It is not a solution by itself, but it is part of a solution to help people get awareness in a cluttered media world. The problem we have is that when we make something, people need to find out what it is that we’ve done and we need to get that message to them and so our challenge that we face is how we can carry that message and bring it to people. So this is quite a significant challenge that exists for us to figure out how to go do that.
Which companies or people do you think are great at word of mouth and why?
Oh I don’t know that anybody’s great at it right now. Frankly we need to bring science to the field. I think there’s people that get lucky but you know in the United States its 300 million people so there’s a one in a million chance, 300 times a day that 300 people get lucky. It doesn’t mean it’s a reproducable process. I think that there’s some people who have gotten lucky, but to reproducably be able to do it, this is a very new science to go do it. It tends to be after the affect that somebody gets it rather than its something that is actually happening.
Its very new and there’s a lot of research going on. I was in a meeting all morning talking about more research in this area and more ways to go do it and there is a lot to be done. What our data shows for the first time is we’ve now figured out what kind of message is more likely to get you word of mouth. I can take two marketing messages and I can test them and I can tell you which one will be more likely to get word of mouth and by what percentage more, I know how to do that and that’s new that we can do that.
You have tons of business and innovation experience. Do you have a message for arts providers and marketers?
They’re gonna have to become whole-brain. People that are visionary in the right brain, its wonderful and its important, but at the same time, if you’re going to make it, you’re going to have to deal with the business side and I understand that growing up you had a perspective that it would be like selling out if you dealt with that stuff, well you’re gonna have to deal with it! Think of it as I want you to become a ‘Renaissance Person’. In the Renaissance, people were equal parts science as well as the arts and you need to become a Renaissance Person.
You offer a lot of great resources on your site, many of them free. Are there any links you’d like to draw our attention to?
There are audio books up at Eureka!Ranch.com and Brain Brew Radio [Wit and Wisdom on Innovation] is my radio show that spins up there 24 hours a day. Go to BrainBrewRadio.com it takes you to the radio show. It runs 24 hours a day and it’s a collection of hundreds of hours of radio show. You’ll hear all kinds of people.”
Doug thank you so much for your time.
Well you’re very welcome, I’m glad that I can help.
Posted: June 17th, 2009 | Author: admin | Filed under: Orchestras | Tags: community ambassador, community marketing, london symphony orchestra, new audiences, orchestra ambassador, word of mouth | No Comments »
Abreen and Elizabeth (LSO Arts Ambassador) at the EC1 Festival, Islington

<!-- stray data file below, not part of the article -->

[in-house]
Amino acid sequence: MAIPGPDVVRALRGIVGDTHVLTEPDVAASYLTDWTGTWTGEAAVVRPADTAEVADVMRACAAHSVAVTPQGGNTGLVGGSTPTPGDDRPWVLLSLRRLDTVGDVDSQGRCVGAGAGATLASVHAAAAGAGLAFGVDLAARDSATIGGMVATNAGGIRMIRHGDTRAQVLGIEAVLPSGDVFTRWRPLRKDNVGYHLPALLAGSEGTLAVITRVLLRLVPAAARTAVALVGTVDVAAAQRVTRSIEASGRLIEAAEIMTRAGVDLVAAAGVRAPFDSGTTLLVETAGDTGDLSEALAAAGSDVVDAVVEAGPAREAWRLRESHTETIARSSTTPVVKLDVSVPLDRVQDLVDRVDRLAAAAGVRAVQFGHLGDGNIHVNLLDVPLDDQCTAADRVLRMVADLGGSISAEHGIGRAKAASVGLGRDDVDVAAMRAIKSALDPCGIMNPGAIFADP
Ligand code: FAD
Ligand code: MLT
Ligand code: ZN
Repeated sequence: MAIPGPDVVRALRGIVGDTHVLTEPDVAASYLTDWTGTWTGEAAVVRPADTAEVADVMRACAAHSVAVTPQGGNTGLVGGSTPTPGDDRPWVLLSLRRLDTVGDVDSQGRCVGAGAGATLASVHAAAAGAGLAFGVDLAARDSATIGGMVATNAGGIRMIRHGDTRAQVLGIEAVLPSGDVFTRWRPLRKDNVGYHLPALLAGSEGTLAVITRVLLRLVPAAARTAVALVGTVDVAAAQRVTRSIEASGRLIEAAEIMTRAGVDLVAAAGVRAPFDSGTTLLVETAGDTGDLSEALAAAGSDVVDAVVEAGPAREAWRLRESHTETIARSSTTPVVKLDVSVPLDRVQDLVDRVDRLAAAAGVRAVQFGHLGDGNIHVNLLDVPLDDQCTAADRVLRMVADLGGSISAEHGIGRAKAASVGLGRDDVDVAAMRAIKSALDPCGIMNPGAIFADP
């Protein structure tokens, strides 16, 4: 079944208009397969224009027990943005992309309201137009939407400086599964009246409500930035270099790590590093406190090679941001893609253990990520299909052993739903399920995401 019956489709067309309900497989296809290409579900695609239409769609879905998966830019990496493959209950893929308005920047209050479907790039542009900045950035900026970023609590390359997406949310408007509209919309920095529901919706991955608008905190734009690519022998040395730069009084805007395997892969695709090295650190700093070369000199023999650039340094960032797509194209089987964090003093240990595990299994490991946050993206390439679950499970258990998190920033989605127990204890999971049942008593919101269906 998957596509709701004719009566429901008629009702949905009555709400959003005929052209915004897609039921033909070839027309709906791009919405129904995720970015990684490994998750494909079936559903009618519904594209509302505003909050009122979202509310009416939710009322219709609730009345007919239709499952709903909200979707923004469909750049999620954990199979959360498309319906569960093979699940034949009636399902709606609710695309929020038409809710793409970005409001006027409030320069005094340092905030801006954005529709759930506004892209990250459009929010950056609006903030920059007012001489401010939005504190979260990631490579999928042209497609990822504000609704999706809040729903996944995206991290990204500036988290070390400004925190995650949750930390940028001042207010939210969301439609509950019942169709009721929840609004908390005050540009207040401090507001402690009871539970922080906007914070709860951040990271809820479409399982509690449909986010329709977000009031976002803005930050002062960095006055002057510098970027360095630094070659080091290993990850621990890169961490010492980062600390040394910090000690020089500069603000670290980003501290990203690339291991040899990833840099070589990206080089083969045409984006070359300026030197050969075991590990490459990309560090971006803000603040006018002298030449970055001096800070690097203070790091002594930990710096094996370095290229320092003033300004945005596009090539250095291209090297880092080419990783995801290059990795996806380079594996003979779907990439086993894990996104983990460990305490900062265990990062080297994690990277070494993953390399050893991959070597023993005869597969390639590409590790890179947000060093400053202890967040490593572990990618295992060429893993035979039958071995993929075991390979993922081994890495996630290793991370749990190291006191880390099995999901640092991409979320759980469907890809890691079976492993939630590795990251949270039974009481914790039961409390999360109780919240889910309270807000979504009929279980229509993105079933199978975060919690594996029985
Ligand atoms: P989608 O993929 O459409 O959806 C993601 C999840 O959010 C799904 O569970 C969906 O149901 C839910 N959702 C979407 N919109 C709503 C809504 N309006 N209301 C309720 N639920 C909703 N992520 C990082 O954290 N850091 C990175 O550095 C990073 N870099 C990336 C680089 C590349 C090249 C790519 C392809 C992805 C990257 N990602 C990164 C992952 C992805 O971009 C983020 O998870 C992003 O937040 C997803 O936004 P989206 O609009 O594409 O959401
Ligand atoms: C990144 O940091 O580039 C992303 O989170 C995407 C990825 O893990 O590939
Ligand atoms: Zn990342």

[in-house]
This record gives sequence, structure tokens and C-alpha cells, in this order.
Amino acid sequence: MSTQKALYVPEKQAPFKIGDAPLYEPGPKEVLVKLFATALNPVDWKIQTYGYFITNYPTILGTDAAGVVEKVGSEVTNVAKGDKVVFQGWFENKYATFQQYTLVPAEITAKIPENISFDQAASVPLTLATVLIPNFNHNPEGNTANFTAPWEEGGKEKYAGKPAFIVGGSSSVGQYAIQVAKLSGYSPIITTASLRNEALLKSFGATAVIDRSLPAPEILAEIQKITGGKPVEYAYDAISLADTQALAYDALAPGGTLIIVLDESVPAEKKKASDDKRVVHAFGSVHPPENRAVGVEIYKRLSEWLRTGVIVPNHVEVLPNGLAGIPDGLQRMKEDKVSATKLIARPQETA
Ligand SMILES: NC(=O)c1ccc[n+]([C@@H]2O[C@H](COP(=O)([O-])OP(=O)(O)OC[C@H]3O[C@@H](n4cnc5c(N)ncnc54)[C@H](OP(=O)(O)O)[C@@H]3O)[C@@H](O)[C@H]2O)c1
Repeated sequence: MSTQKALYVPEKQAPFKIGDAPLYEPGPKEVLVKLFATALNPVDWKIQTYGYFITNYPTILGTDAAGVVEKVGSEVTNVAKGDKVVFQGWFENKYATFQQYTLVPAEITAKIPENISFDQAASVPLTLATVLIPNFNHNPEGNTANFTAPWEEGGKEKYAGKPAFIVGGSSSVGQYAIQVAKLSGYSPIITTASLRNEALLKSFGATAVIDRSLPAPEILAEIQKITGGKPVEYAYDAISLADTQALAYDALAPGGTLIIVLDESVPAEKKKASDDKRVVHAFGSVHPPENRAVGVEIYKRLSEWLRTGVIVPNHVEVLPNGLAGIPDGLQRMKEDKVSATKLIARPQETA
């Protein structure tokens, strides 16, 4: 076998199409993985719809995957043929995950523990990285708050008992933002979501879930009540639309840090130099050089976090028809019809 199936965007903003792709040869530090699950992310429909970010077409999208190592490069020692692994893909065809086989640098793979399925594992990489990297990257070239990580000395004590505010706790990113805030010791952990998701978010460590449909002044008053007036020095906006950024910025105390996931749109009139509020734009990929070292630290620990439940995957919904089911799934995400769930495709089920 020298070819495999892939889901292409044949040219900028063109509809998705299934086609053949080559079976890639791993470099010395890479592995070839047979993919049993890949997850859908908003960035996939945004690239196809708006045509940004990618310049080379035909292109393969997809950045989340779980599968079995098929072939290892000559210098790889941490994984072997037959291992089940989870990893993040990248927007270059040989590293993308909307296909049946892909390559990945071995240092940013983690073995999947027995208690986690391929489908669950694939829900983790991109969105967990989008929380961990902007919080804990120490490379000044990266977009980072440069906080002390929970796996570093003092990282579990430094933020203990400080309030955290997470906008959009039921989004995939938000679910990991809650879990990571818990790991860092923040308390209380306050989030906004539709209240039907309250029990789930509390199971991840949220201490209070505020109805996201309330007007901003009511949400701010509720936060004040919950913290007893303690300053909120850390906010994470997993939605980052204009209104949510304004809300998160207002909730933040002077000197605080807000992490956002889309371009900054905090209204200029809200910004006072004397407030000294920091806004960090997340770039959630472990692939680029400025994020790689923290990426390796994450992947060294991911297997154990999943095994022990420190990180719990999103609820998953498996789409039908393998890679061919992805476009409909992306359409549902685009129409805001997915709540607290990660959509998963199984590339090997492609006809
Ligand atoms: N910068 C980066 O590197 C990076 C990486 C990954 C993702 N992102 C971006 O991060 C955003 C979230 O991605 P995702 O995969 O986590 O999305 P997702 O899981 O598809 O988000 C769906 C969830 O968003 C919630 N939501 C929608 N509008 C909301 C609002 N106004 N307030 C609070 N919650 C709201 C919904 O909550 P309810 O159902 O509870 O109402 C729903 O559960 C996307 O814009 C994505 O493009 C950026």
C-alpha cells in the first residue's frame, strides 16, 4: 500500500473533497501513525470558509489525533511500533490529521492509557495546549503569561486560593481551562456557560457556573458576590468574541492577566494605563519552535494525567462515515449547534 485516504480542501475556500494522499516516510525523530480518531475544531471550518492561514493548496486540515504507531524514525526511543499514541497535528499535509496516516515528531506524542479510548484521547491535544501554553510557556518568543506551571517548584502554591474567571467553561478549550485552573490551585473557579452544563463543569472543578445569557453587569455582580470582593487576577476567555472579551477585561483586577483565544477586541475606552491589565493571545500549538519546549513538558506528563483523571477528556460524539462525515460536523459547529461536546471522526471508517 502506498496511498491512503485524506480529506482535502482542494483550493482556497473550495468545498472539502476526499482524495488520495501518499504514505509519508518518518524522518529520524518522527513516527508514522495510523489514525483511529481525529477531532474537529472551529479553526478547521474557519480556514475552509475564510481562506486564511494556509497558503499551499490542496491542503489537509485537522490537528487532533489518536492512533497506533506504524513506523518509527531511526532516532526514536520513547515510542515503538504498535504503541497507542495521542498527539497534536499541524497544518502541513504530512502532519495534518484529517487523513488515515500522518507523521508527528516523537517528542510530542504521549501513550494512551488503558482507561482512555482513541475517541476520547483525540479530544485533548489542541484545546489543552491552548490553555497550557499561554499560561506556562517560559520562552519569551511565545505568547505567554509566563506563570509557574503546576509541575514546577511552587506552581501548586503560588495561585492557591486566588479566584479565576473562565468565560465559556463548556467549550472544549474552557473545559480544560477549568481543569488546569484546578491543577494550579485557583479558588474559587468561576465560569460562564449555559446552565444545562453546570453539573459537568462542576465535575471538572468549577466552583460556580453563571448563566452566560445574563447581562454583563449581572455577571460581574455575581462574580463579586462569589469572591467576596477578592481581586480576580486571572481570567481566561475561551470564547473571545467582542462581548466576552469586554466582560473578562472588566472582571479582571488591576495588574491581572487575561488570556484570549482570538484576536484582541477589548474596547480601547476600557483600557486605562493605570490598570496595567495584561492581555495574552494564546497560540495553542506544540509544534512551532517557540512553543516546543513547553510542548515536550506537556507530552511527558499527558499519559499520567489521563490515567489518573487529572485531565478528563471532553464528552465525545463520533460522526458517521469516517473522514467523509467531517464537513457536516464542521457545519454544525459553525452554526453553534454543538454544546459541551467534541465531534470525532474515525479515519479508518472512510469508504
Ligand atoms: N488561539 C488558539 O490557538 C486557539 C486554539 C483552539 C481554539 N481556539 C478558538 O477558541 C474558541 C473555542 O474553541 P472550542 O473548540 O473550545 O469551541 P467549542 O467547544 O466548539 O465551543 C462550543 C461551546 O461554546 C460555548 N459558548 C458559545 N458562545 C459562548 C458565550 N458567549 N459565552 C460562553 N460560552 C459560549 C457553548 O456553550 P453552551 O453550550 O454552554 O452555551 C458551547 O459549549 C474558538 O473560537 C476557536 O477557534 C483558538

Ambreen Ahmad, Community Marketing Co-ordinator at London Symphony Orchestra tells us about the ambassador programme she has been running at London Symphony Orchestra for three years: Please tell us a bit about your ambassador programme: The LSO’s Community Ambassador Scheme is made up of 8 volunteers who all live or work in the the local ‘ECI’ postcode area. This is the local area around the LSO’s home in the Barbican Centre and LSO St Luke’s – the LSO’s community education and music centre. The scheme has been running for three and a half years I have been running it for three of these. The ambassadors’ main role is to help us to promote the LSO, its concerts and activities to local audiences. Many new audiences may not have tried a classical music concert before and actually have a negative perception about it being ‘elitist’ and ‘not for them’. So our ambassadors certainly have their work cut out changing these incorrect perceptions! What’s is the most important thing your ambassadors provide or add to LSO? They provide a bridge between the LSO and our local target audience – or in other words between the organisation and actual people. The ambassadors live in the local area and know and interact with people on a regular basis. They tell people about the LSO in their day to day lives -it might be whilst picking up their child a primary school, having a drink in the pub, going to the supermarket, or community centre. These are places where our local audiences live and areas they frequent. The LSO ambassadors have access to people and places in a way that we just don’t have otherwise, they are known and have networks in the area. This work is extrememly valuable to the LSO in achieving our mission of ‘bringing the best music to the greatest number of people’. Do you think of your ambassador programme as part of marketing for LSO? Yes absolutely, I manage the scheme as part of the marketing department, I definitely think of the Community Ambassadors as an important part of our Marketing work. But it is also very much part of the Discovery (education) department too. Many of the events targeted to the local community are LSO Discovery events and projects – e.g community choir, Family Concerts, Concerts for Under 5’s etc. Although this has expanded more and more the ambassadors are also promoting our main classiocal concerts at the Barbican. It’s a mixture of marking and audience development. What do they get out of being ambassadors? We offer incentives such as complementary concert tickets, merchandise and have social get togethers. Small things like saying thank you and printing their names in concert programmes at the end of season also goes a long way. In terms of why they do what they do – one thing they all have in commom is enthusiasm to share their love of music. This is what I think makes them so effective and a great addition to our marketing team. Many don’t even take the free concert tickets unless pushed! Do they get results you can measure? It is very difficult to measure how many people have come to a concert because of a community ambassador telling them about it. When we run a special offer with discounted tickets, I can set up a code with the box office and measure tickets bought using the code. But the profile the ambassadors achieve can not be measured in the short term, it is a long term commitment, much in the same way as brand profiling. Although not directly measureable – successes include: Many of our community LSO Discovery events selling out and being over subscribed, I’m sure the ambassadoes work plays a part. We have information stalls at local festivals – when meeting people at these events it’s interesting to see how reactions to the LSO have changed over the last three years. People are asking less ‘what is the LSO?’ and more and more are wanting to know when the next event they are interested in takes place – this kind of feedback is lovely. If there money in the budget I would definitely recommend working with research professionals to try and put measurement systems in place at the beginning of ambassador projects. How much time do you spend managing them? I’m in touch with different ambassadors on a daily/weekly basis, it really depends on which project we are working on. Initially I set up group meetings every 4 weeks to keep the momentum going, but we no longer need to meet so often as many of the team have been with us for a long time now – over 3 years, so are very motivated and know what they are doing. Also, I really enjoy speaking to the ambassadors, they are a mix of really interesting individuals, they feel more like friends, so regular e-mails, phonecalls, coffees etc counts as communication but is just good fun. Is it expensive to run an ambassador programme? Not at all, it depends on the objectives. You can start small and expand, there is no reason set up costs should be expensive. The LSO’s ambassadors spend a lot of time spreading word of mouth amongst their networks, this doesn’t cost anything. We began by simply profile raising and event promotion which is relatively cheap. We now run a beginners concert club with interval receptions, the chance to meet musicians and learn about the music. We also arrange a programme of annual outdoor concert events which eats into the budget quite a lot, but is a really important audience development initiative. In an ideal world the budgets would grow with the ambitions! It also depends if you want to pay the volunteers. I think for long term ambassadors they don’t do what the do for monetary reward, its about the love of music, of enjoying meeting people, and something different outside of there usual work and life. Of course you could offer expenses and perks like free concert tickets. For short term temporary projects monetary reward may be a stronger incentive, but for the LSO scheme I think it works well as it is. Have you ever had to deal with an ambassador that is not effective in some way? Yes, but its important to remember that they are volunteers and even though you expect them to be reliable al the time it can not be enforced in the same way as for an employee. Volunteers will come and go, they have lives outside the ambassador scheme, I always value and respect this. A couple of volunteers left for almost a year and then re-joined when their circumstances changed. Others start and realise it’s not for them, but this is quite rare as I’m not afraid of telling people if ours isn’t the scheme that suits what they want at the initial interview. What tips would you give to someone who is just starting to put an ambassador programme together? • Read this website! I really wish I had had such a resource 3 years ago when I started out, it would have saved me a lot trial and error! • Be clear about your objectives – what is it you want to achieve though the scheme? • Get in touch with people in similar organisations and see if they also run an ambassador scheme. Other peoples experiences are really useful and a network of people managing similar schemes really helps with getting advise and support as you go along. Your local audience development agency can probably help put you in touch with people working in the same field. • Speak to each volunteer and understand their personal motivations for being an ambassador, if they are getting what they want out of it then you are more likely to achieve your objectives too, and are likely to retain your volunteers for longer. • Make sure they meet other people in the organization. I invite different LSO staff to meetings from time to time. Not only do the ambassadors feel more part of the organization, it means other staff also understand and value the ambassadors work- after all if you weren’t valued in your job would you do it? Its no different for volunteers. • Oh and have fun! You are likely to meet some truly dedicated and enthusiastic individuals.